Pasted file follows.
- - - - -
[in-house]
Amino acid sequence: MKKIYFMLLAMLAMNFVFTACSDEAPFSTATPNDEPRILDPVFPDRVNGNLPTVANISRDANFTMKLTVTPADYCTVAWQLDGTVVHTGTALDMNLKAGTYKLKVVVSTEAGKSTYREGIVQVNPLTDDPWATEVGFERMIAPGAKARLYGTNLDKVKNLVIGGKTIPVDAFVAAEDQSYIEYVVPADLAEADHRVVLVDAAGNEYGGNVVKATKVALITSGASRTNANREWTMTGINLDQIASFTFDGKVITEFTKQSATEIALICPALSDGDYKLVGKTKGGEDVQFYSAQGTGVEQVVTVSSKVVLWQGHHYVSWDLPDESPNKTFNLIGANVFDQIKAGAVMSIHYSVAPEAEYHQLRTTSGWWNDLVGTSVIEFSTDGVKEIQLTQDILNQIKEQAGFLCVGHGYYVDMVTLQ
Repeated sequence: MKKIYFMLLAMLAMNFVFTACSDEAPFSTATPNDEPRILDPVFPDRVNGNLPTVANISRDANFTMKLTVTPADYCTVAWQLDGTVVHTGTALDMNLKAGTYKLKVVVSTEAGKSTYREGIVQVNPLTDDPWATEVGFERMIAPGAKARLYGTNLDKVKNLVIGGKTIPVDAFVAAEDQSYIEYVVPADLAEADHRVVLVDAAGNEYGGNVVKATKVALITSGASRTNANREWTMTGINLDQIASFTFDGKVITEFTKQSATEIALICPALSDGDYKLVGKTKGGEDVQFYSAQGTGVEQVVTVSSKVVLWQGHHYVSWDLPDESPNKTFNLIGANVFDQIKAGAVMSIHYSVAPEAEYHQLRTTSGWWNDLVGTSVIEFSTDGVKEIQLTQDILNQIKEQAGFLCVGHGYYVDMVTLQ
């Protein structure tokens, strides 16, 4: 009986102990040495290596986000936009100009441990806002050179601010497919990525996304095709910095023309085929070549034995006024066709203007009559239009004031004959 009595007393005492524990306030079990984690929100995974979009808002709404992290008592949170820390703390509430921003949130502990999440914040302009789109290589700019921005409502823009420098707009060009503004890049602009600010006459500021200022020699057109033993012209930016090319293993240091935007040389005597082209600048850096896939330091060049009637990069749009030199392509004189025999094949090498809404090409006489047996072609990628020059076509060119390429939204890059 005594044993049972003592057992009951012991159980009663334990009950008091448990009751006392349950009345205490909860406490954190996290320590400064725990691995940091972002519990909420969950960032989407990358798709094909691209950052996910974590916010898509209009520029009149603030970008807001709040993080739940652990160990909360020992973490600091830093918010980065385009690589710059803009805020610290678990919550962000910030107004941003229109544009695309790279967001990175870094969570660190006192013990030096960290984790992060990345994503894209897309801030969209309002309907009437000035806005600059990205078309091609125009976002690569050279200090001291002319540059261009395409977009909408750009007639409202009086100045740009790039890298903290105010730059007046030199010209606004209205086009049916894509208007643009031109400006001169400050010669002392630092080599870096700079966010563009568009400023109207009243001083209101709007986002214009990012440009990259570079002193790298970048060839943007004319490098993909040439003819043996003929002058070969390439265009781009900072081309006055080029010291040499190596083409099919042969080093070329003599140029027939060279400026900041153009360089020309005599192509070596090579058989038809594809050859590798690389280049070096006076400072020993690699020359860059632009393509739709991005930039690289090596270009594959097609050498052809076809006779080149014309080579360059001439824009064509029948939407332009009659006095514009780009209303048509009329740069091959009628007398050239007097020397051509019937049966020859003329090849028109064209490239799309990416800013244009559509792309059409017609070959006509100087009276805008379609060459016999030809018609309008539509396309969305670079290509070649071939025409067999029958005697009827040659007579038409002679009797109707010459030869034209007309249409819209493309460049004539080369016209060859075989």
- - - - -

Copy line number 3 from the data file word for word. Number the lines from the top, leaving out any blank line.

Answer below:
Repeated sequence: MKKIYFMLLAMLAMNFVFTACSDEAPFSTATPNDEPRILDPVFPDRVNGNLPTVANISRDANFTMKLTVTPADYCTVAWQLDGTVVHTGTALDMNLKAGTYKLKVVVSTEAGKSTYREGIVQVNPLTDDPWATEVGFERMIAPGAKARLYGTNLDKVKNLVIGGKTIPVDAFVAAEDQSYIEYVVPADLAEADHRVVLVDAAGNEYGGNVVKATKVALITSGASRTNANREWTMTGINLDQIASFTFDGKVITEFTKQSATEIALICPALSDGDYKLVGKTKGGEDVQFYSAQGTGVEQVVTVSSKVVLWQGHHYVSWDLPDESPNKTFNLIGANVFDQIKAGAVMSIHYSVAPEAEYHQLRTTSGWWNDLVGTSVIEFSTDGVKEIQLTQDILNQIKEQAGFLCVGHGYYVDMVTLQ